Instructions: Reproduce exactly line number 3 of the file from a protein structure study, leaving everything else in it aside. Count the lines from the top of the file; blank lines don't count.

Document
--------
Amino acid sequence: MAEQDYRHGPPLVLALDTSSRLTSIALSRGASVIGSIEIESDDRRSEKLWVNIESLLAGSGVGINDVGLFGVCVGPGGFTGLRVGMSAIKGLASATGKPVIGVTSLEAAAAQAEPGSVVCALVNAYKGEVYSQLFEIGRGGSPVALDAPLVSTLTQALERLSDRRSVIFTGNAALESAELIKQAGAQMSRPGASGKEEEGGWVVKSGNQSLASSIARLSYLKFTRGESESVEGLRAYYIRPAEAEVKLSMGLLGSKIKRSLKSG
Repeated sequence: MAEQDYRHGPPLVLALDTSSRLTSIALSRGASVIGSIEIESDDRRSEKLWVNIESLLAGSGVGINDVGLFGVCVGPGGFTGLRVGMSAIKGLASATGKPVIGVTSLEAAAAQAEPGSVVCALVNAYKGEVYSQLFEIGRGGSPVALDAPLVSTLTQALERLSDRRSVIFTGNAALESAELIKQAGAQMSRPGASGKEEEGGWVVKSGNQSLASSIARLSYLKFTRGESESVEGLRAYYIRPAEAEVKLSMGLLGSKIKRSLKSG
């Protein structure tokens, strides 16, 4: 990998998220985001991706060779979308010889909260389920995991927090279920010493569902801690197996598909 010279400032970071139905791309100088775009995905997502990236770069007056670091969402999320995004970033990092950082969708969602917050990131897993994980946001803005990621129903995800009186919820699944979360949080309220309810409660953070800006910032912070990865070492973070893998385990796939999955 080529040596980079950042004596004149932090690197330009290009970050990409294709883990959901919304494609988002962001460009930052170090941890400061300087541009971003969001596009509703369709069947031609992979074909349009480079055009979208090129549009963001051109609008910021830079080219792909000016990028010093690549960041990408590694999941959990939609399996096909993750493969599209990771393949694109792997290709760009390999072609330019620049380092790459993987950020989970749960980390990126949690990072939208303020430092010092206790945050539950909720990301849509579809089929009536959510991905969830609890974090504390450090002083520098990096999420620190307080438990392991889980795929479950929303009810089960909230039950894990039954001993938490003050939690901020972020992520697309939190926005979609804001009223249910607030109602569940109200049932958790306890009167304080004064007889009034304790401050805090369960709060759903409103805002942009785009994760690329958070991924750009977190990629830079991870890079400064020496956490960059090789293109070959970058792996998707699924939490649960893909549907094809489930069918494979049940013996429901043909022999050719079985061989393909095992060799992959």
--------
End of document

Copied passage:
């Protein structure tokens, strides 16, 4: 990998998220985001991706060779979308010889909260389920995991927090279920010493569902801690197996598909 010279400032970071139905791309100088775009995905997502990236770069007056670091969402999320995004970033990092950082969708969602917050990131897993994980946001803005990621129903995800009186919820699944979360949080309220309810409660953070800006910032912070990865070492973070893998385990796939999955 080529040596980079950042004596004149932090690197330009290009970050990409294709883990959901919304494609988002962001460009930052170090941890400061300087541009971003969001596009509703369709069947031609992979074909349009480079055009979208090129549009963001051109609008910021830079080219792909000016990028010093690549960041990408590694999941959990939609399996096909993750493969599209990771393949694109792997290709760009390999072609330019620049380092790459993987950020989970749960980390990126949690990072939208303020430092010092206790945050539950909720990301849509579809089929009536959510991905969830609890974090504390450090002083520098990096999420620190307080438990392991889980795929479950929303009810089960909230039950894990039954001993938490003050939690901020972020992520697309939190926005979609804001009223249910607030109602569940109200049932958790306890009167304080004064007889009034304790401050805090369960709060759903409103805002942009785009994760690329958070991924750009977190990629830079991870890079400064020496956490960059090789293109070959970058792996998707699924939490649960893909549907094809489930069918494979049940013996429901043909022999050719079985061989393909095992060799992959």